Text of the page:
Newswise — Rehabilitation counselors can help clients with physical or mental disabilities—or both, as is often the case—find employment and live independently, according to South Dakota State University professor Alan Davis. More than 56 million Americans live with disabilities, according to the 2014 Disability Statistics Annual Report compiled by the University of New Hampshire Institute on Disability. October is National Disability Employment Awareness month.

“Rehabilitation counselors have a career they can be proud of and in which they can take a deep amount of satisfaction,” said Davis, coordinator of the SDSU rehabilitation counseling program.

Sylvia Buboltz, a 2012 SDSU rehabilitation counseling graduate, agrees.

“What keeps me in rehab is the ability to make a difference, to see that growth in our clients,” said Buboltz, who is district supervisor at the S.D. Department of Human Services, Division of Rehabilitation Services in Brookings. “My hope is that our clients are able to find fulfillment in their lives, fulfillment through their work and be as independent as possible.”

Counselors work closely with their clients to establish a goal for employment in the community, explained Buboltz.

“On the surface, it’s about finding employment,” she noted, but that often requires dealing not only with physical limitations but also mental health issues, such as depression and anxiety, and sometimes substance abuse.

Dealing with a physical disability, particularly later in life, can affect clients’ mental health. “These things tend to go hand in hand,” she added.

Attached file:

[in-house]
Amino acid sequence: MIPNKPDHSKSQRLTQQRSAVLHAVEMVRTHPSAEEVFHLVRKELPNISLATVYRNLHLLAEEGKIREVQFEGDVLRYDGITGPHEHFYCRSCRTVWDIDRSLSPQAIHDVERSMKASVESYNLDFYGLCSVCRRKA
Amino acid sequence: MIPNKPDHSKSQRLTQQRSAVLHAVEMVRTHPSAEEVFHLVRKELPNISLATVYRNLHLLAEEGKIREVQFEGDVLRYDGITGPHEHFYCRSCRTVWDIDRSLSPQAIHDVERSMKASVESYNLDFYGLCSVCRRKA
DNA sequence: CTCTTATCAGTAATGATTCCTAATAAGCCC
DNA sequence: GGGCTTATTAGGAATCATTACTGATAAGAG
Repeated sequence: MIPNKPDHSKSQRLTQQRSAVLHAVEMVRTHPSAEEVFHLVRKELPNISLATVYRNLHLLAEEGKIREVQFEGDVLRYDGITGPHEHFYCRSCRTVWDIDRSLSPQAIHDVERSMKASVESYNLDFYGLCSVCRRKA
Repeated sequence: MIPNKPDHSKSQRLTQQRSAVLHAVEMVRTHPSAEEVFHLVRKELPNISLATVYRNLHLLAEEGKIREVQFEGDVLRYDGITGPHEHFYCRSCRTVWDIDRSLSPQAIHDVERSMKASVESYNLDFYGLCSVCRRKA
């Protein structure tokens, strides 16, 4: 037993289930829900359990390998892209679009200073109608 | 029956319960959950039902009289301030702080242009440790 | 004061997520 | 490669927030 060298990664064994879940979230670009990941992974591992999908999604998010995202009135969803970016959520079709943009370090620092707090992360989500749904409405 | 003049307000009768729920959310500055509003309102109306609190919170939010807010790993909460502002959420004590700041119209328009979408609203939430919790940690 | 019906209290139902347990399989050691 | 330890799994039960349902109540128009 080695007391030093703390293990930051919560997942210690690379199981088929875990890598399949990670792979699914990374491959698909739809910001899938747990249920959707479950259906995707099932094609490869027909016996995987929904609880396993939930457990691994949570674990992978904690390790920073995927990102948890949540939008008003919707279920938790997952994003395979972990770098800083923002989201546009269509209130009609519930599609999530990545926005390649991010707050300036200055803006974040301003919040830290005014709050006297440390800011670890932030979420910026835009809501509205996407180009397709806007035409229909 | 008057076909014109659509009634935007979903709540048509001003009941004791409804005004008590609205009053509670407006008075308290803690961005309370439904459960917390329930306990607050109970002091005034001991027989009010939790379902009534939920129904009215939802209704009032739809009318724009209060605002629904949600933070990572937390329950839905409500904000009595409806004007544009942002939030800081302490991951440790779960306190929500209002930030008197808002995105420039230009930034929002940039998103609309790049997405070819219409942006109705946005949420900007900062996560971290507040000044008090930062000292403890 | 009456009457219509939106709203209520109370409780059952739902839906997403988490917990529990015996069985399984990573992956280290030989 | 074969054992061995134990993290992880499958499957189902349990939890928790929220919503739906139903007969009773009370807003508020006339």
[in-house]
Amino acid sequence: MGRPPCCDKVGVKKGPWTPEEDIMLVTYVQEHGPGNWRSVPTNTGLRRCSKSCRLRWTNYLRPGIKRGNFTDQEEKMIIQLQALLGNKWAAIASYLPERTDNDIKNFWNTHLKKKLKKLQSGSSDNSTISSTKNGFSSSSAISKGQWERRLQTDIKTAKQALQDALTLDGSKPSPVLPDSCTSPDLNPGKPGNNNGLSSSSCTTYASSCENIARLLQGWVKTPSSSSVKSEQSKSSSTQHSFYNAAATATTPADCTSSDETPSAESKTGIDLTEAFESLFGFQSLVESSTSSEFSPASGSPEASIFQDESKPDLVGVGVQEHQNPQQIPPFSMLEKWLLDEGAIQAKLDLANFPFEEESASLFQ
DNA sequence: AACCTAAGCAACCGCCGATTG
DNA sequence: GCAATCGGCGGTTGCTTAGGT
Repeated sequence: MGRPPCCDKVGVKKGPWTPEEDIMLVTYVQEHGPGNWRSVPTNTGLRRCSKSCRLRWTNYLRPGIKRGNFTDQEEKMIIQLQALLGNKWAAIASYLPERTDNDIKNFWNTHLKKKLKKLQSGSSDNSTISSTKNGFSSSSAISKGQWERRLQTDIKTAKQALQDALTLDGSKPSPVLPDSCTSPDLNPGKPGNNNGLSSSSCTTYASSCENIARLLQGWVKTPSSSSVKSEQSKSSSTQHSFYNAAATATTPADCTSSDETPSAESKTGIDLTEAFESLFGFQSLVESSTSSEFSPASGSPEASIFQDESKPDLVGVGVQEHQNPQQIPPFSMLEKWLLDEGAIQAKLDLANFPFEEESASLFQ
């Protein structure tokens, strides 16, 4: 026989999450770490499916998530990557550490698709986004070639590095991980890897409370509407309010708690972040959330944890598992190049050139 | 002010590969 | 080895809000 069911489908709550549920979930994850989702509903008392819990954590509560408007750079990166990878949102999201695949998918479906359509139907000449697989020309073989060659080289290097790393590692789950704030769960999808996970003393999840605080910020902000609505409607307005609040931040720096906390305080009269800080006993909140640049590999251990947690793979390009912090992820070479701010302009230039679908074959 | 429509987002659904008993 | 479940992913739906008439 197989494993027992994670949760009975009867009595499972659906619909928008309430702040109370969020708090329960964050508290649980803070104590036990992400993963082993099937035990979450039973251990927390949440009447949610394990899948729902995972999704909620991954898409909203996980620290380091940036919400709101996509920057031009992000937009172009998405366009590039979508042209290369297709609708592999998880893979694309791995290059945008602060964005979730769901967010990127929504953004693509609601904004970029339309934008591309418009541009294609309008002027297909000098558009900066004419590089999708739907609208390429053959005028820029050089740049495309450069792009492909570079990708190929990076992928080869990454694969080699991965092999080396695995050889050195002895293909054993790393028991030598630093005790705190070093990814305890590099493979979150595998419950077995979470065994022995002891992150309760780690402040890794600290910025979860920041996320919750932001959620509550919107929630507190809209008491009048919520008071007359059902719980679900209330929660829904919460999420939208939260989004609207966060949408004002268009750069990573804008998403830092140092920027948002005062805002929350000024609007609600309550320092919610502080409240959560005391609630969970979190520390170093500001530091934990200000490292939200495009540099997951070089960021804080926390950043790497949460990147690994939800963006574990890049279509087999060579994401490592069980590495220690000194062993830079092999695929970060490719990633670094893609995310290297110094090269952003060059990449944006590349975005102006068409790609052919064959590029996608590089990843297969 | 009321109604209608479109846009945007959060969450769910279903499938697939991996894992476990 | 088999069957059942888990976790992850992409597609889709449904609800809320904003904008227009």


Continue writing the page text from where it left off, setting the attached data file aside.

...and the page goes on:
Counselors must have the knowledge and ability to access all the resources of a particular community, Davis explained. “It takes a dedicated, creative and ethical person to be a rehabilitation counselor.”

In addition to the core counseling curriculum, rehabilitation counseling graduate students must have specialized knowledge about the history, legal and policy issues that affect people with significant disabilities. This includes medical and psychological aspects of disabilities.

A combination of more clients in need of their services and a large volume of retirements within the profession means graduates are in an enviable position, according to Davis. Students find it challenging to finish the program, which typically takes 2.5 years, before being hired.

As part of the effort to fulfill the needs of veterans and their families, a grant from the Rehabilitation Services Administration through the U.S. Department of Education helps support graduate students specializing in rehabilitation counseling.

The training grant covers students’ tuition and fees. In exchange, graduates work for a state rehabilitation agency for two years for each year of fulltime scholarship support they received. The federal government has rehabilitation services in all 50 states and the District of Columbia, and work payback can be met through employment at any of these agencies.

“There will always be individuals with disabilities, people who need our services,” Buboltz said. “To increase that ability for someone to be more self-sufficient and to have gained confidence in themselves is the most rewarding part.”

About South Dakota State UniversityFounded in 1881, South Dakota State University is the state’s Morrill Act land-grant institution as well as its largest, most comprehensive school of higher education. SDSU confers degrees from eight different colleges representing more than 175 majors, minors and specializations. The institution also offers 32 master’s degree programs, 15 Ph.D. and two professional programs. The work of the university is carried out on a residential campus in Brookings, at sites in Sioux Falls, Pierre and Rapid City, and through Cooperative Extension offices and Agricultural Experiment Station research sites across the state.